You mentioned ecosystems. I know you mean that in a business sense, but how do environmental changes and climate change concerns affect the supply chain business?
Especially during the past two years, these issues have been given a lot of attention. We take it very seriously in Beijing. Previously, most of the industry only emphasized the benefits—the economic benefits—without prioritizing environment protections.
Food safety is also a very serious concern, and is another track of my research. That’s one of our great challenges in today’s China. Applying supply-chain approaches to ensure the safety of food is very important. One of my research papers found that when companies only promote their food products in the domestic market, they usually neglect inter-supply chain management. They only focus on how to coordinate within the company, but neglect, for example, how to cooperate with the farmers, to maintain order in the organizations. All of this needs to be very well organized. So how to strengthen, how to solve these problems, is a great challenge, and one that can be improved by better supply chain management.
There are some government requirements for sustainability, but do business executives also see it as a priority?
There are regulations for most of the population to improve the climate. Especially in Beijing, because we have so many hazard days, but in most of the cities, it’s a requirement. But if we are really going to protect both the environment and the safety of the food, there must be two approaches. First, how do you educate the government to understand that the problem is crucial? Having the right information to change the regulations, and thus how to manage businesses in a new way, is very important.
The subject of one of my papers is that most of the local governments have subsidies for the food companies if they engage in environmentally responsible production. But my finding is that all these subsidies have no effect. Why? Because they only give subsidies based on the nature of the products themselves, not on the results, such as reduced carbon or packaging. They don’t really encourage greening supply chains. So that’s one of the things to be improved, to change the ways of government management.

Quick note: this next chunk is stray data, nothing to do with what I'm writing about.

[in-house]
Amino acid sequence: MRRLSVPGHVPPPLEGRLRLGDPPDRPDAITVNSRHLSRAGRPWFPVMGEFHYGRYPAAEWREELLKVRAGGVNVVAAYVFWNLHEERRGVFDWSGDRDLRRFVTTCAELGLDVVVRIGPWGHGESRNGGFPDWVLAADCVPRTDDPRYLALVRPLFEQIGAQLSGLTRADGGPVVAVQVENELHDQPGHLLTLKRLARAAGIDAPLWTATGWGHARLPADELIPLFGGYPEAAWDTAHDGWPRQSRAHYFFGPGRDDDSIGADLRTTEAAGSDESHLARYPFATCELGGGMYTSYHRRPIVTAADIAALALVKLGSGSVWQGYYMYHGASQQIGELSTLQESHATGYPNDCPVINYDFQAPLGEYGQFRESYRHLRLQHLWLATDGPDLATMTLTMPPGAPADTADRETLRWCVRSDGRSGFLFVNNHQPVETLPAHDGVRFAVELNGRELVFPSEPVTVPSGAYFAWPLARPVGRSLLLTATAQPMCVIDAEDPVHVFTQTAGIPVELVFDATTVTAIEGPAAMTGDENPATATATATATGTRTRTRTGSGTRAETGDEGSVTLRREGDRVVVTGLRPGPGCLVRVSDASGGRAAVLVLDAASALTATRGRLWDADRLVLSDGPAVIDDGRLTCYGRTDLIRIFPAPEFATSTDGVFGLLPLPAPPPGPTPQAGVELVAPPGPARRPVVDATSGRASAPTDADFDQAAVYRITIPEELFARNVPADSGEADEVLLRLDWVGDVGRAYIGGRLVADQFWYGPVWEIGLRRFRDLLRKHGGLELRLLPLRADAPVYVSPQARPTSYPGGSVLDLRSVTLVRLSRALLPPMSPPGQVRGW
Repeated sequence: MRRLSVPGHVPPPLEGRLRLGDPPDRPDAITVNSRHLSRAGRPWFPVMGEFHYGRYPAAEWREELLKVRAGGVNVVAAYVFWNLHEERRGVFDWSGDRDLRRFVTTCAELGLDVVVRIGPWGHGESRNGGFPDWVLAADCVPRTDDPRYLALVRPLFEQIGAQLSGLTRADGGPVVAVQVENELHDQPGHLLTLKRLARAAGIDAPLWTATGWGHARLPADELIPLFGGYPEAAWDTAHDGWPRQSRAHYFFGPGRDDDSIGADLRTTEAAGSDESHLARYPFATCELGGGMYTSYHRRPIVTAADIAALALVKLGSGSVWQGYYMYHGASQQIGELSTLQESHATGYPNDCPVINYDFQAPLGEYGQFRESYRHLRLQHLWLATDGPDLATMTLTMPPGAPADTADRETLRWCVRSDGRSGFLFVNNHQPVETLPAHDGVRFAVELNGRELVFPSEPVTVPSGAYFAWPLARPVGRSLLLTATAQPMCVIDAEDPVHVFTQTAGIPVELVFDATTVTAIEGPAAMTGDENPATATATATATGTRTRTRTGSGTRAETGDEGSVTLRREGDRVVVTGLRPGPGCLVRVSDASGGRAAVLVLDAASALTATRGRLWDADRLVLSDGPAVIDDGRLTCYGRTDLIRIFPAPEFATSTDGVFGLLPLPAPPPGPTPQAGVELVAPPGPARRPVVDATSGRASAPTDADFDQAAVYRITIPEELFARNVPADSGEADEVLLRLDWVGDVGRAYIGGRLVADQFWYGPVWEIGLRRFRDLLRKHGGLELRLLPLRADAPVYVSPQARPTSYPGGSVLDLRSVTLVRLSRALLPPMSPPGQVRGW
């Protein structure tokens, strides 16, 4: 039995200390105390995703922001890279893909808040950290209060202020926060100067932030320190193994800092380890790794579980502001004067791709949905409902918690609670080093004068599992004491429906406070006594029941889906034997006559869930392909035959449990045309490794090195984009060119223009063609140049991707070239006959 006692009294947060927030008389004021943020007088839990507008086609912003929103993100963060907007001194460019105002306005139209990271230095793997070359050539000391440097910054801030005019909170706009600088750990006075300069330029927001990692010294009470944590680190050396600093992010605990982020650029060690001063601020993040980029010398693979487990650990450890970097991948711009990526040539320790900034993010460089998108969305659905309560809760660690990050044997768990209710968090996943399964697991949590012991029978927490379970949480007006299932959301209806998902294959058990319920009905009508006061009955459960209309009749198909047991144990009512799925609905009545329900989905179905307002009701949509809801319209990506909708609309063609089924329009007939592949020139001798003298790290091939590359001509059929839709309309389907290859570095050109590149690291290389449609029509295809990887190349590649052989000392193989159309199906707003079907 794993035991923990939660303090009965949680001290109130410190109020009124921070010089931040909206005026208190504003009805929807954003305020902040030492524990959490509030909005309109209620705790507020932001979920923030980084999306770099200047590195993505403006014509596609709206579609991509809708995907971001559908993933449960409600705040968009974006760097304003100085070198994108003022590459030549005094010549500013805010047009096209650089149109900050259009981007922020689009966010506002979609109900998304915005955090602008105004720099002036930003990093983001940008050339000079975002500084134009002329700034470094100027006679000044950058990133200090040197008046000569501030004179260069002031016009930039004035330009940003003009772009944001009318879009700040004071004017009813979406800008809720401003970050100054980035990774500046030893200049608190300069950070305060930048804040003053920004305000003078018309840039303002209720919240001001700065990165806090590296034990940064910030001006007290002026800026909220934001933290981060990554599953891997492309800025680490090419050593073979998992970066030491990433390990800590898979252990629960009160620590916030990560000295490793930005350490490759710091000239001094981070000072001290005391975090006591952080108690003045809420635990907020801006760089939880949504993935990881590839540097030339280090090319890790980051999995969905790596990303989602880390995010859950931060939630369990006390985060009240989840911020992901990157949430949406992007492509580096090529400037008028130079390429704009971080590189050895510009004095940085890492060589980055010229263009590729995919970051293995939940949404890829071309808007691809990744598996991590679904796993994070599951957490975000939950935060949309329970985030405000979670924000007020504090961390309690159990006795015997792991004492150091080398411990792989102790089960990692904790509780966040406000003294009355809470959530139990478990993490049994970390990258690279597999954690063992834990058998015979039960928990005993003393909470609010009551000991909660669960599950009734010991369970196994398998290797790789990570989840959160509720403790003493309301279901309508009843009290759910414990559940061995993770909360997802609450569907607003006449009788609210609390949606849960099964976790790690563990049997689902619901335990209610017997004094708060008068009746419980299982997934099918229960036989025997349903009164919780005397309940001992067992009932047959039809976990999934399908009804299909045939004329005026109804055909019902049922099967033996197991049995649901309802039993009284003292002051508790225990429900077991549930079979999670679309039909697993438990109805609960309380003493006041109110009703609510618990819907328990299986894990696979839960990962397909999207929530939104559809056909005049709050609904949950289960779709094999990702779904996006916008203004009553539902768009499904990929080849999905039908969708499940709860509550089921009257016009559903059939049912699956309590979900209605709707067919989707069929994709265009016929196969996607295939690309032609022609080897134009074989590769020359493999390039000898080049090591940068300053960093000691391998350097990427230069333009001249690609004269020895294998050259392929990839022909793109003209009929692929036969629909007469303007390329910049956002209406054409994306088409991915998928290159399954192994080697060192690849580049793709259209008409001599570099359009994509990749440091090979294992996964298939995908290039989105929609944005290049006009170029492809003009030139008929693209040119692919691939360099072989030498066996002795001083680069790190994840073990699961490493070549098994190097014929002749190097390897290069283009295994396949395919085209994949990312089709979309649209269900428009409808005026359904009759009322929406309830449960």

A second solution is to help educate the companies to change their methods. Most Chinese companies do really care about getting a green certificate—for example, ISO or solar PV. But they need to get more than a certificate. Implementing green practices from the very root, the origin point, is the most important.
In terms of all of the political changes as a result of Donald Trump, the European elections, and elsewhere, do you see supply chain finance changing radically in China? Are people rethinking their relationship with the U.S. and other countries because of current politics?
That’s a very hot topic in today’s China. For example, since Trump won the election, a lot of the experts here argued that because he wants to bring manufacturing back to the U.S., the Chinese manufacturing sectors will face great challenges. Some said that the global supply chain will face major obstacles because of protectionism. But in my understanding, whether Trump or another person is the president, no one can prevent the flow of the global supply chain, because nowadays every country is interdependent with all the others. So I don’t worry about it, actually. Even with China and the U.S., the partnership or linkage can’t be cut.
Do you think most business owners in China feel the same way?
Yes. For example, as I mentioned, many companies specialize in in mobile and communication devices. Most of these businesses are exporting to other countries. Also, they import a lot of materials from overseas. So this interdependence won’t be changed. I visited some entrepreneurs recently, who agreed. But the problem is, how do you transform the structures of the Chinese companies to adapt to restrictions in trade that might arise? It’s a big challenge, because previously we were more focused on labor-intensive industries. Now, not only the companies, but also the government is concerned about if whether the higher-tech industries have the potential to lose in the new economy.